In Memoriam, Richard Adams

Richard Adams (1920 – 2016) died on December 24.  Adams was the author of Watership Down, Shardik, and The Plague Dogs.

Adams was studying history at Worcester College, Oxford when World War II began.  He was called up to join the Royal Army Service Corps, but despite postings in the Middle East, Europe, and the Far East, he never saw direct action.  He returned to college to finish his degree and went on to join the British Civil Service, where he worked in anonymity in the Ministry of Housing and Local Government for several years.

In the late 1960s, he began telling a story to his daughters which he eventually wrote as Watership Down.  Rejected several times, it was published in 1972 by Rex Collings in an edition of 2500 copies.  When its publication met with rave reviews, Penguin picked up the publication and reprinted it the following year. It later went on to win the Carnegie Medal and the Guardian Children’s Fiction Prize.  It was published in the United States in 1974, adapted into an animated film in 1978, and spawned a television series that ran from 1999-2001.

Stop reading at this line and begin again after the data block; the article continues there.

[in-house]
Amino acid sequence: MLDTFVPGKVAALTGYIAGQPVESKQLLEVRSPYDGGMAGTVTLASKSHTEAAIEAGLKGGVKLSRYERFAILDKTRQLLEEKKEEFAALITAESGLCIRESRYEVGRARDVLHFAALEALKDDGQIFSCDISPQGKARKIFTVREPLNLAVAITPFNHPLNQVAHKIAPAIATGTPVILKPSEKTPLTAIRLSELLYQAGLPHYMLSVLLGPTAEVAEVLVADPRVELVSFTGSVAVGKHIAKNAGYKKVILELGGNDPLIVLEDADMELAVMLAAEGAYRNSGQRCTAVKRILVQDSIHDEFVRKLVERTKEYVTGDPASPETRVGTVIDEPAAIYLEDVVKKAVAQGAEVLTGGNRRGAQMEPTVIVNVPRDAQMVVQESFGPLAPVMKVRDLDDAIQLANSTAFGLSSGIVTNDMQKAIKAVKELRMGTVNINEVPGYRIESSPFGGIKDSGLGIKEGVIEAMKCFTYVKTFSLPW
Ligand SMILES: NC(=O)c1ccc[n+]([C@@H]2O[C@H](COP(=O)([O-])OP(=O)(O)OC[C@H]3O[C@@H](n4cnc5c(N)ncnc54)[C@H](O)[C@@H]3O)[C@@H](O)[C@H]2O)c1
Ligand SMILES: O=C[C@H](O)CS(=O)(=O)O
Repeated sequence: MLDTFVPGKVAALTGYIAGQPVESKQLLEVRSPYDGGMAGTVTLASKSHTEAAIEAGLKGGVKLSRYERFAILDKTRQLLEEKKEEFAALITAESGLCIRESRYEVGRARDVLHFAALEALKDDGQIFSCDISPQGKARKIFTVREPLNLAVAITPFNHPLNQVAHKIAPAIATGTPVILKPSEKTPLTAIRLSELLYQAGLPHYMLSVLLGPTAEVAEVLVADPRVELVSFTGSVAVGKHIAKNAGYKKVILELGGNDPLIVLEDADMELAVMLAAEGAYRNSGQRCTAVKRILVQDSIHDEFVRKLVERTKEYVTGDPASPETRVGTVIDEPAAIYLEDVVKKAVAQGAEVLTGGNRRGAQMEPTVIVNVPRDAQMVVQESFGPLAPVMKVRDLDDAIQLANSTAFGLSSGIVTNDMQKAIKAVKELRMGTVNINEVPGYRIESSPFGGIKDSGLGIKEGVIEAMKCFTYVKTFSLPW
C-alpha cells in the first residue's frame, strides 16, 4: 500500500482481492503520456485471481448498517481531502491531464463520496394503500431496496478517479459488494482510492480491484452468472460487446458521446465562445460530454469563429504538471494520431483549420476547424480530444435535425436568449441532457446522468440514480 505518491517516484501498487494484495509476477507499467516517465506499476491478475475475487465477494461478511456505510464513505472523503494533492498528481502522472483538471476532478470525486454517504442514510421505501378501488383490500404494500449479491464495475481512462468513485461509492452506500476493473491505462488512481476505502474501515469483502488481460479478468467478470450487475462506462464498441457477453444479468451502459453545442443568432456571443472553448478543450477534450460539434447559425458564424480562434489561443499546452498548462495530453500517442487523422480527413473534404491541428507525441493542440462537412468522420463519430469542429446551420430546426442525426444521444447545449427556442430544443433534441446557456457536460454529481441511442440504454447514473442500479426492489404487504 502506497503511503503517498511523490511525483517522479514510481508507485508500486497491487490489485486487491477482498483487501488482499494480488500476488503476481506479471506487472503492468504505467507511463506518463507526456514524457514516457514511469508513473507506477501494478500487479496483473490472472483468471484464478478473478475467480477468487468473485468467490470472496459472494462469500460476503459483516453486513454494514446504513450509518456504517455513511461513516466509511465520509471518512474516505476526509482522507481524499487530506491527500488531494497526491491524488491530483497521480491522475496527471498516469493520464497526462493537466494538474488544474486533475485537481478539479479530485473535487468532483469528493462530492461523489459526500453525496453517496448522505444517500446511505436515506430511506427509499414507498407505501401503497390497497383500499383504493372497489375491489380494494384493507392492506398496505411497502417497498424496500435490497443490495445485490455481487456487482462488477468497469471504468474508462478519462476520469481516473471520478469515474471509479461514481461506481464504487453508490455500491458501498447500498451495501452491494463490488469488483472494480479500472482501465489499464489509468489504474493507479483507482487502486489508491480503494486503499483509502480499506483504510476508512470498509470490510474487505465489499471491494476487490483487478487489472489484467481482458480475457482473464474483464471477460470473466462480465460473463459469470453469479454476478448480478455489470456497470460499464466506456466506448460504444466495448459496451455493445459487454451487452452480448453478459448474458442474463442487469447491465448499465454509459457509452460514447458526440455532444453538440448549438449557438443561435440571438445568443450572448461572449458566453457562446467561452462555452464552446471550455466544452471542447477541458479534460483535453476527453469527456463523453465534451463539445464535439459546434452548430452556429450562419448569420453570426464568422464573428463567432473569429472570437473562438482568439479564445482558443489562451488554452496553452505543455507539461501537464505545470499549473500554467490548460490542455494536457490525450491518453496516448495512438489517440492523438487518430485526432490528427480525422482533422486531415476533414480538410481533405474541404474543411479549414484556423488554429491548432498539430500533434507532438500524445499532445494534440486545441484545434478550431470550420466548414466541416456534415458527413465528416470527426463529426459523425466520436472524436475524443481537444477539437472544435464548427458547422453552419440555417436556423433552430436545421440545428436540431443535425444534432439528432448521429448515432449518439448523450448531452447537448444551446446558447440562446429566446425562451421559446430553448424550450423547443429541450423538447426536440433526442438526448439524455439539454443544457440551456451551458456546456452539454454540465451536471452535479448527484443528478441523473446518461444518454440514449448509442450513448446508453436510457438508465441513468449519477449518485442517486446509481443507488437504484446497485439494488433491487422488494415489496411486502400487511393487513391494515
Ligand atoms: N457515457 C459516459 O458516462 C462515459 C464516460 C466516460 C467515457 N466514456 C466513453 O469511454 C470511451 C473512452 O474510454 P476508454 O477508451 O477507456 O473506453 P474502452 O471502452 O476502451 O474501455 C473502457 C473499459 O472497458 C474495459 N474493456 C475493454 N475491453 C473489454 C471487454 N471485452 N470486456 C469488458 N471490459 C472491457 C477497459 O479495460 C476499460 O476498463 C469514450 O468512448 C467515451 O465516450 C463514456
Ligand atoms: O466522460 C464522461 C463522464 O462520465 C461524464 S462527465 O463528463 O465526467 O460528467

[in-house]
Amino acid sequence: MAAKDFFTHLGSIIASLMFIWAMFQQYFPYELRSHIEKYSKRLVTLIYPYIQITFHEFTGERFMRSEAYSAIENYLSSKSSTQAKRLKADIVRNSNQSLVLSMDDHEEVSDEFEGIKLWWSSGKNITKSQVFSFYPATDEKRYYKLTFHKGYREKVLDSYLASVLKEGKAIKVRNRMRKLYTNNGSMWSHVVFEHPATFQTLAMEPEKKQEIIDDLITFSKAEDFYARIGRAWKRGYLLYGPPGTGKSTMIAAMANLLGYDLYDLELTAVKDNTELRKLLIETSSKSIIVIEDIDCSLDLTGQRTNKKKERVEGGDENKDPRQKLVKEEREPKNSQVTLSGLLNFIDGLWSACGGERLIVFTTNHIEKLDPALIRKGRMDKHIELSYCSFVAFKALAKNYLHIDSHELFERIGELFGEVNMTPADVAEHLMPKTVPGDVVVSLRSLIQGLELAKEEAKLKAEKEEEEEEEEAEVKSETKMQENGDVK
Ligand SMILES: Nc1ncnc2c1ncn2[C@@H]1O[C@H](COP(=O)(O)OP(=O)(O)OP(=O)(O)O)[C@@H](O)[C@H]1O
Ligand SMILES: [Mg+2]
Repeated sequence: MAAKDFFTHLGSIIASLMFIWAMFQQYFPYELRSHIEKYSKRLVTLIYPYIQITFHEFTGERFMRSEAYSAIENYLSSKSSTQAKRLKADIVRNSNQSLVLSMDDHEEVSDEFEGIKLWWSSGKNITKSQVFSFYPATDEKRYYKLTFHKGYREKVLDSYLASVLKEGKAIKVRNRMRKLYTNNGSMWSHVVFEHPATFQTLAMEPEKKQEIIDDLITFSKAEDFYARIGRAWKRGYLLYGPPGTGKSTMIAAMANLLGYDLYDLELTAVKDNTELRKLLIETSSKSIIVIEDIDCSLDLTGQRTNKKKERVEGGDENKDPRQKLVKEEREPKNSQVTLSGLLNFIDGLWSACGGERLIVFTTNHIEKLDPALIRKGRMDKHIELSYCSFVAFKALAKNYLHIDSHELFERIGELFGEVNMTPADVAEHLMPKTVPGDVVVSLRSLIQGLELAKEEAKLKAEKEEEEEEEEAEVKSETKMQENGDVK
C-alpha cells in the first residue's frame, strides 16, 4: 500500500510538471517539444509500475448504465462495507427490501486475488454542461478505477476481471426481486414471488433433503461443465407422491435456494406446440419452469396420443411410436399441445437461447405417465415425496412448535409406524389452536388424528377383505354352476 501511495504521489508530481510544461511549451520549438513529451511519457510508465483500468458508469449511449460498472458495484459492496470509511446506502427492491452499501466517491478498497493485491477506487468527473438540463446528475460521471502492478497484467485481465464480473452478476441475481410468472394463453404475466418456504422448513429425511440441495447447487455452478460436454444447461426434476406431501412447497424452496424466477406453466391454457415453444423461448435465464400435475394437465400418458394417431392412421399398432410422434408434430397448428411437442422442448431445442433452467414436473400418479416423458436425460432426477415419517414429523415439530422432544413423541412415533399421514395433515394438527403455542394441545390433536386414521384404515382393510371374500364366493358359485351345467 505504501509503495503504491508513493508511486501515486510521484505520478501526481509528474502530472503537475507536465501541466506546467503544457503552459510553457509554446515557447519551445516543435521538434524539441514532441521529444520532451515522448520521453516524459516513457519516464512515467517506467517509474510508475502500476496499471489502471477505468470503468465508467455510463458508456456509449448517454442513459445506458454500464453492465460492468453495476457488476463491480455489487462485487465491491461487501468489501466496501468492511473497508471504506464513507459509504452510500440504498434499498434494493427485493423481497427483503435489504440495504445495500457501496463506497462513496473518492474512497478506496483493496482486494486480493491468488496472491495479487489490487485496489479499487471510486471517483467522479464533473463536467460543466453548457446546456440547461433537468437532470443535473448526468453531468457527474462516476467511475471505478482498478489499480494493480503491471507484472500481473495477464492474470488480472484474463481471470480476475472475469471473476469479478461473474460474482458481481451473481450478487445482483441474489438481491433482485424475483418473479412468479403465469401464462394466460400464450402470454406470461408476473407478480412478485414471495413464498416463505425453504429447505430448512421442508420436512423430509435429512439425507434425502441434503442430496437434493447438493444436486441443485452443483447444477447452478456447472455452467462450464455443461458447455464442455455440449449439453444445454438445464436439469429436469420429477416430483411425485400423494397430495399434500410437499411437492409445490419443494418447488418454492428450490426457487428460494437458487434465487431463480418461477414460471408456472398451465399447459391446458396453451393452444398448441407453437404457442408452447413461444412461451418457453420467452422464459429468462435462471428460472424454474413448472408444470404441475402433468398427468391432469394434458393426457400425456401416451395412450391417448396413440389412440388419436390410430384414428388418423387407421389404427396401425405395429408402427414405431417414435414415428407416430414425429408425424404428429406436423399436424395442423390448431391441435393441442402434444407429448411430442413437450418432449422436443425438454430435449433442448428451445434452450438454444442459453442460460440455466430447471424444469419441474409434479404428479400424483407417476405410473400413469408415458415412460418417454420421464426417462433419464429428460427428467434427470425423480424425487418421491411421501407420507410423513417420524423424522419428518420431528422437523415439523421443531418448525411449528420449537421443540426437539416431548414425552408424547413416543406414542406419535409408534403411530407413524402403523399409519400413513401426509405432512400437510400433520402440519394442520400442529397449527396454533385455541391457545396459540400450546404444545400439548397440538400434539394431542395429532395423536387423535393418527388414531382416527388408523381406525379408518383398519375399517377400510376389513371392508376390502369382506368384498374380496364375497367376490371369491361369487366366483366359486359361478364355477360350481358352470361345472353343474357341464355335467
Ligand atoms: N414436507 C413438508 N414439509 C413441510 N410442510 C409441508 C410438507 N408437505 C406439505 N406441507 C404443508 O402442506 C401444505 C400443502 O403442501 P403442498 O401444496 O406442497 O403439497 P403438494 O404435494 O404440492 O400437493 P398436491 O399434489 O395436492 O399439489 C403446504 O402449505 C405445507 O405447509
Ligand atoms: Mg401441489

Adams’s second novel, Shardik, looked at a hunter trying to kill a giant bear he believed embodied the power of God. He also published The Plague Dogs, featuring a story about a pair of dogs that escaped from an animal testing facility.  As with his first novel, many of his books are told from the point of view of animals who are presented both sympathetically and realistically. In 1982, he served a year as President of the Royal Society for the Prevention of Cruelty to Animals and his final book, Gentle Footprints, published just before his 90th birthday, was used to raise funds for the Born Free Foundation.

Other novels include horror novel The Girl in a Swing, the Civil War novel, Traveller, told from the point of view of Robert E. Lee’s horse, and Maia, a loose prequel to Shardik.

SFWA President Cat Rambo marked Adams’ passing with fond remembrance, quoting one of his many beloved works, Watership Down. “My heart has joined the Thousand, for my friend stopped running today.”